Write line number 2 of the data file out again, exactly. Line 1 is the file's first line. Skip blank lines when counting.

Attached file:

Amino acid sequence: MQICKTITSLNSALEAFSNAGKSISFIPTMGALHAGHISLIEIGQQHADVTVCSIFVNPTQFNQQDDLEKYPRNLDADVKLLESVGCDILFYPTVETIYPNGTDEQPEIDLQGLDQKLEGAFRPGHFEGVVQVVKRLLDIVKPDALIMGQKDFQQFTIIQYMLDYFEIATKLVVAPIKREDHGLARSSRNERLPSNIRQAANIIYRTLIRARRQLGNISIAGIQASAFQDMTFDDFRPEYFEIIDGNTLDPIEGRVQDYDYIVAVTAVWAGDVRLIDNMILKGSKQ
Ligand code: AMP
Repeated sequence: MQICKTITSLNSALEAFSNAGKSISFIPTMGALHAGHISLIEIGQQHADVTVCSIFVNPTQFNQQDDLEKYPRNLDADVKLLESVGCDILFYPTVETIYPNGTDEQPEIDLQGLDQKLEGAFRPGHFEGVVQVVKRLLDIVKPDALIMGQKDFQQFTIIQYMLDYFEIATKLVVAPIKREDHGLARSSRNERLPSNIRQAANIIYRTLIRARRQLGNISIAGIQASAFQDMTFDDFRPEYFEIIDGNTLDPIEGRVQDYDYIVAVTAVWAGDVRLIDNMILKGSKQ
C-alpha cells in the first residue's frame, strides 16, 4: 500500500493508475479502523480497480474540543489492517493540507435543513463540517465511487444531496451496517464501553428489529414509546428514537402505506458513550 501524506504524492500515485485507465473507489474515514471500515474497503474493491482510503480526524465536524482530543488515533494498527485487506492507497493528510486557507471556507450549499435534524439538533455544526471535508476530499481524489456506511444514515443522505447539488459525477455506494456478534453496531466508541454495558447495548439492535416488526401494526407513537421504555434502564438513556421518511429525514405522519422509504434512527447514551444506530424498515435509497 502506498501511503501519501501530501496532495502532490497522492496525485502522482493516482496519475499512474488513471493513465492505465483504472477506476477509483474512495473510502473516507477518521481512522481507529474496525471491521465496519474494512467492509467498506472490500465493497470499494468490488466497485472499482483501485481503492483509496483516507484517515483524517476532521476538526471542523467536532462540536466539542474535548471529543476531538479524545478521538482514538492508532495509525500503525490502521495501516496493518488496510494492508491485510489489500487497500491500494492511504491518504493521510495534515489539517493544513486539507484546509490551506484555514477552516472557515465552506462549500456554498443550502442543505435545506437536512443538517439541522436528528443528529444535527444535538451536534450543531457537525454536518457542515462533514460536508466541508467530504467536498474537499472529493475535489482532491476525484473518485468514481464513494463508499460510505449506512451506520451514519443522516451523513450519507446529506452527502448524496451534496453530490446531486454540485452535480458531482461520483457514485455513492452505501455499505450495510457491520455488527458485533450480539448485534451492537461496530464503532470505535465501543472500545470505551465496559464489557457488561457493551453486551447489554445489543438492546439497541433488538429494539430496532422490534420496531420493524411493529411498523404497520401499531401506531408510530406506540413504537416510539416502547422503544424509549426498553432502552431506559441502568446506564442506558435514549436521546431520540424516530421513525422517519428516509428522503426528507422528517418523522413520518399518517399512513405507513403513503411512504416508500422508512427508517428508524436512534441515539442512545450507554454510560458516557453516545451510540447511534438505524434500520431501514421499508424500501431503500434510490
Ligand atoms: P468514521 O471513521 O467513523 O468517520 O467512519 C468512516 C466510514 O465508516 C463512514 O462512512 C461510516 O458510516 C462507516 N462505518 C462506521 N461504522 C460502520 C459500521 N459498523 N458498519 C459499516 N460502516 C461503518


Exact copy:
Ligand code: AMP